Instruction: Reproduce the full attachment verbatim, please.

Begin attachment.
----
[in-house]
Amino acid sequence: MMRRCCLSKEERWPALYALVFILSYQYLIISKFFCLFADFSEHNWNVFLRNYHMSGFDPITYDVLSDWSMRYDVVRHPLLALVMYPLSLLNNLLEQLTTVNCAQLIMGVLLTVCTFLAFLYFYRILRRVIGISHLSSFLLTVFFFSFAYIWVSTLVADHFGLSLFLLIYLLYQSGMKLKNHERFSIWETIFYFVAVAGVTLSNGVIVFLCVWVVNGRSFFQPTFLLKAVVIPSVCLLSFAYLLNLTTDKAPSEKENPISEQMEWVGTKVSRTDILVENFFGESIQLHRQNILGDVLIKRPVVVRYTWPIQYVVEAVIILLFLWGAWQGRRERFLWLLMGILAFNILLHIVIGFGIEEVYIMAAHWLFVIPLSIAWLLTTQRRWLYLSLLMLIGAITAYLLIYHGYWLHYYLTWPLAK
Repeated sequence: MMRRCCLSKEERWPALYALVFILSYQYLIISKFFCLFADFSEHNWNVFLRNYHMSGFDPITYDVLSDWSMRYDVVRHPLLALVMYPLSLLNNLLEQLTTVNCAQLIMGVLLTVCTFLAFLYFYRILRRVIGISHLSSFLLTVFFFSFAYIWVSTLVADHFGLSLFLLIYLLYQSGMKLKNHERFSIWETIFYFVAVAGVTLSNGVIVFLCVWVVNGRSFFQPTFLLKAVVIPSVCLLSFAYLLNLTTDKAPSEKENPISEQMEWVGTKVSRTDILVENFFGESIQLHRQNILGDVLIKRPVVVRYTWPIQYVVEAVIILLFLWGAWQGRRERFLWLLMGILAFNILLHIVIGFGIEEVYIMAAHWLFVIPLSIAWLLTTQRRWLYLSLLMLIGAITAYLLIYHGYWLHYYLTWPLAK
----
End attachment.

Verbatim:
[in-house]
Amino acid sequence: MMRRCCLSKEERWPALYALVFILSYQYLIISKFFCLFADFSEHNWNVFLRNYHMSGFDPITYDVLSDWSMRYDVVRHPLLALVMYPLSLLNNLLEQLTTVNCAQLIMGVLLTVCTFLAFLYFYRILRRVIGISHLSSFLLTVFFFSFAYIWVSTLVADHFGLSLFLLIYLLYQSGMKLKNHERFSIWETIFYFVAVAGVTLSNGVIVFLCVWVVNGRSFFQPTFLLKAVVIPSVCLLSFAYLLNLTTDKAPSEKENPISEQMEWVGTKVSRTDILVENFFGESIQLHRQNILGDVLIKRPVVVRYTWPIQYVVEAVIILLFLWGAWQGRRERFLWLLMGILAFNILLHIVIGFGIEEVYIMAAHWLFVIPLSIAWLLTTQRRWLYLSLLMLIGAITAYLLIYHGYWLHYYLTWPLAK
Repeated sequence: MMRRCCLSKEERWPALYALVFILSYQYLIISKFFCLFADFSEHNWNVFLRNYHMSGFDPITYDVLSDWSMRYDVVRHPLLALVMYPLSLLNNLLEQLTTVNCAQLIMGVLLTVCTFLAFLYFYRILRRVIGISHLSSFLLTVFFFSFAYIWVSTLVADHFGLSLFLLIYLLYQSGMKLKNHERFSIWETIFYFVAVAGVTLSNGVIVFLCVWVVNGRSFFQPTFLLKAVVIPSVCLLSFAYLLNLTTDKAPSEKENPISEQMEWVGTKVSRTDILVENFFGESIQLHRQNILGDVLIKRPVVVRYTWPIQYVVEAVIILLFLWGAWQGRRERFLWLLMGILAFNILLHIVIGFGIEEVYIMAAHWLFVIPLSIAWLLTTQRRWLYLSLLMLIGAITAYLLIYHGYWLHYYLTWPLAK